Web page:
The Irrelevance of Authenticity for Explaining Belief
Judging by their reply, Bricmont and Sokal agree
that no reference to the whiteness of a sheep, one side of which
I see, is needed to explain what makes me believe in it: at least
in this case authenticity is irrelevant. Yet they show no curiosity,
much less concern, about what, if anything, is different about
the beliefs in their two examples that make it necessary to appeal
to their truth to explain their causation. How can they justify
saying that an appeal to the truth is necessary for local weather
conditions but not for ewe hue? My impression is that, instead
of continuing to insist upon the need for such appeals, Bricmont
and Sokal are turning to other ways of trying to persuade us
of the superiority of their 'truth-based' explanations. One sign
of this is their acknowledgment of the interest-relative nature
of explanation; there is no more talk of 'the' explanation
and causes that must be part of it, only of explanations that
are deeper than other ones, or 'more adequate' or 'better' or
'based on simpler or more fundamental facts' or, my favorite,
'what one would quite reasonably want to know'.
But it is simplistic and even irresponsible to imply, as they
do, that one explanation is better or more adequate than another
one merely by virtue of being simpler or more fundamental, especially
when the relevant senses, if there are any, of 'simpler', 'better',
'more adequate' and 'more fundamental' have not been explained.
Worse, they ignore the crucial question of the intrinsic adequacy
of an explanation especially, of its causal mechanism.
They do point out that, unavoidably, many aspects of the causal
mechanism remain implicit 'until someone demands that they be
made explicit and subjected to questioning'. Yet, one of the
first things one notices about their alleged explanations of
belief causation is that, at every point in a causal chain at
which they go beyond the realm of Strong Programme explanations,
there is a conspicuous absence of anything that deserves to be
called 'a causal mechanism'. 39
I believe that, when such mechanisms are given in sufficient
detail, far from strengthening Bricmont and Sokal's case, they
will provide vivid proof of the irrelevance of authenticity by
allowing us to see that they operate not only on the content
of the belief but on any good enough 'imitation' of it.
A Belief and How I Came By It
I am inclined to see Bricmont and Sokal's rejection
of my 'truth-based' explanation of my ewe hue belief (wherein
the whiteness of a sheep 'explains' the whiteness of the side
that I see) as evidence of their new, more flexible, approach.
Although they still require that the truth of some belief
plays a crucial explanatory role, it no longer has to be the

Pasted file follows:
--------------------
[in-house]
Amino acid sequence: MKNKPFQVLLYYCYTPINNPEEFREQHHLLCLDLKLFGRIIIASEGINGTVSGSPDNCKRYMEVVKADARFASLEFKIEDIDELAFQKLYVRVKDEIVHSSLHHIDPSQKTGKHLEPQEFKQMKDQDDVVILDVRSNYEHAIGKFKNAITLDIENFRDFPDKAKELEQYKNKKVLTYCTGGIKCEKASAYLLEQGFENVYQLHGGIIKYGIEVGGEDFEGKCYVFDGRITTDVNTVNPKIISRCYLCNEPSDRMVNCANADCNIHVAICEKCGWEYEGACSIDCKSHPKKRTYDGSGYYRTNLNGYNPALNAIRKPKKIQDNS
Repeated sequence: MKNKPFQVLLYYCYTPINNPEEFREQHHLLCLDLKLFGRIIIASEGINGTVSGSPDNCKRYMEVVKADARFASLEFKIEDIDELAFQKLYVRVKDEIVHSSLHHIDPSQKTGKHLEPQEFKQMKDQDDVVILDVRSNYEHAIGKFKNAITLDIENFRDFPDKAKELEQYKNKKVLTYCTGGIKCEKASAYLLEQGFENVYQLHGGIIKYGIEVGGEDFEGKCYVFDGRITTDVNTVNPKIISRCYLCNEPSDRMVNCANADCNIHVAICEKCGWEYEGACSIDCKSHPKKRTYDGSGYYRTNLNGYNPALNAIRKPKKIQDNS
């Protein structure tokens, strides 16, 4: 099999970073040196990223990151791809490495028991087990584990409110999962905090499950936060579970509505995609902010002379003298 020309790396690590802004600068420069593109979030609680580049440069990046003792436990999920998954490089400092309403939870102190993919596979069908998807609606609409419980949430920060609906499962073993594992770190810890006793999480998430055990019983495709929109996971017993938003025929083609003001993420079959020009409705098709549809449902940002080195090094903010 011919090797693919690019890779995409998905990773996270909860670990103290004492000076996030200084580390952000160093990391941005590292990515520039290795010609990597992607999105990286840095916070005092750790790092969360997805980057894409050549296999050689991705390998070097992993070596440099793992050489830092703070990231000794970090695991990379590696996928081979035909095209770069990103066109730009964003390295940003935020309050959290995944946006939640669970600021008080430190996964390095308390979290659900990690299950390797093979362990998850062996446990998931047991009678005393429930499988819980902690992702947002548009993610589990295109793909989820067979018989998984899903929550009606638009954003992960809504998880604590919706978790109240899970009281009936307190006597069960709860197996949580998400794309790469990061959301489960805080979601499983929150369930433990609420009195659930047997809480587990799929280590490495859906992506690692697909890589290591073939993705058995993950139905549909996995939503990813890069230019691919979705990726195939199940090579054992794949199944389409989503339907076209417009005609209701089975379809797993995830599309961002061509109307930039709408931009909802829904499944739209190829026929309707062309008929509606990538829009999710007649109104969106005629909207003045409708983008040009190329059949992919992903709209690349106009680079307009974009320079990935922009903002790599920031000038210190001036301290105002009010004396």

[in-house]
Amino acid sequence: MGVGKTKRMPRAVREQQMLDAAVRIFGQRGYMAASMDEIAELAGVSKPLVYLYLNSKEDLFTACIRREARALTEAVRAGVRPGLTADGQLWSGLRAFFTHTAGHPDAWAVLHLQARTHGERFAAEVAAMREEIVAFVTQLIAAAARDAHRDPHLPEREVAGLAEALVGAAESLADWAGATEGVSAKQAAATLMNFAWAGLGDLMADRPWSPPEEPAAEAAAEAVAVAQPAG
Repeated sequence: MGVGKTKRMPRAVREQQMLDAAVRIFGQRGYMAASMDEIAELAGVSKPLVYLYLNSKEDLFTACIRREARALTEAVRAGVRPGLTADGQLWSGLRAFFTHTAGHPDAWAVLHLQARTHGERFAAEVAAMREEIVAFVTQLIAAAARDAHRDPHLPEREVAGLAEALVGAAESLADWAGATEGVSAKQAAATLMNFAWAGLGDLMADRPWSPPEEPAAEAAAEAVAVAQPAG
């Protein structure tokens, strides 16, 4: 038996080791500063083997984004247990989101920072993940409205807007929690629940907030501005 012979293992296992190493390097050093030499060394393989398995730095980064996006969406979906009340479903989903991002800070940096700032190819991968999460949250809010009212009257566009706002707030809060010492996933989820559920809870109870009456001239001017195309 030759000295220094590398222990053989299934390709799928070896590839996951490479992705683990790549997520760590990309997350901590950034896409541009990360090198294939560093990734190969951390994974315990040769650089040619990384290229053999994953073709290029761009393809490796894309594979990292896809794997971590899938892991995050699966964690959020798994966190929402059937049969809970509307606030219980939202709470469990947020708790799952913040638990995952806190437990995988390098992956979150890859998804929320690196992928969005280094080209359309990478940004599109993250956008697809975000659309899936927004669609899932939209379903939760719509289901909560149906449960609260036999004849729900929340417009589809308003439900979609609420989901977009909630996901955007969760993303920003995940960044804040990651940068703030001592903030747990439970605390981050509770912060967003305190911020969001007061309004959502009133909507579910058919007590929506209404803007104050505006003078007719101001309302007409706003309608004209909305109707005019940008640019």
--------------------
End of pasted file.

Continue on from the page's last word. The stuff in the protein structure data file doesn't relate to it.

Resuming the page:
one whose causation is to be explained. Thus, saying that my
'truth-based' explanation of my belief 'misses the main point',
they propose to explain it instead in terms of how I acquired
the more general belief that every sheep that is white on one
side is white. 40 In
the review, I was content to attribute this to 'my past experience',
assuming that readers would fill this in much as I would. But
I was mistaken. According to Bricmont and Sokal, an essential
part of the story is that, a long time ago, I saw 'both sides
of a large number of sheep, and they were unfailingly monochrome'.
But, even if something like this were true, which I strongly
doubt, 41 the irrelevance
of authenticity still rules. What insight into the process of
belief causation is gained by knowing that the animals that I
allegedly saw were not wolves impersonating sheep but authentic
'out there in reality independent of us' monochrome sheep?
A Truly Inadequate Explanation
In yet another attempt to persuade us of the rightness
of their causes, Bricmont and Sokal compare their 'truly adequate'
explanation of the acceptance of Newtonian mechanics with their
ungenerous representation of a Strong Programme one. In keeping
with the new paradigm, whereas, before, we were encouraged to
assume, falsely, that we have an adequate understanding of what,
if anything, is meant by 'the' explanation of something,
we are now encouraged to assume, falsely, that we have an adequate
understanding of 'a truly adequate' explanation so that
when they tell us that this one is not truly adequate
but that one is, we can look at the evidence and arguments
they give us and make up our own minds. The comparison, if it
can be called that, is essentially a thumbnail sketch of the
authors' ideas about how and how not 'to explain scientist X's
belief in some theory'. Pausing at places where they imply, falsely,
that a Strong Programme explanation must stop, they say that
it is 'not natural' to stop there because one would 'quite reasonably'
want to explain some of the things on which causal irrelevance
of authenticity is ignored, requires an independent determination
of whether the experiments that convinced X produced truth or
falsehood. This creates an infinite regress but they do not notice.
42 Depending on how it is
broken, 43 the punch
line of their explanation, the part that, in their eyes, renders
it 'truly adequate', is either that the experiment yielded E
because E is approximately true or because of experimental
error (including faking). However, if you find that it is 'not
natural' to stop here because you 'quite reasonably' want to
examine the causal mechanism in order to assess the causal
relevance, if any, of E being approximately true, then, for you,
this 'truly adequate' explanation is truly inadequate.
1. Or the text. Or both! Similarly, what I claim is faulty
logic may later be seen as a figment of my faulty logic.
2. I wish to thank myself for calling this to my attention.
3. But evidently not on matters of meaning. At the request
of Labinger and his co-editor (Labinger & Collins, 2001:
298), Bricmont & Sokal (2001b: 246) attempt to clarify a
statement they made. But I don't see how to separate the question
of what this 'clarification' means from that of its correctness.
I think it is nonsense but maybe I misunderstand it.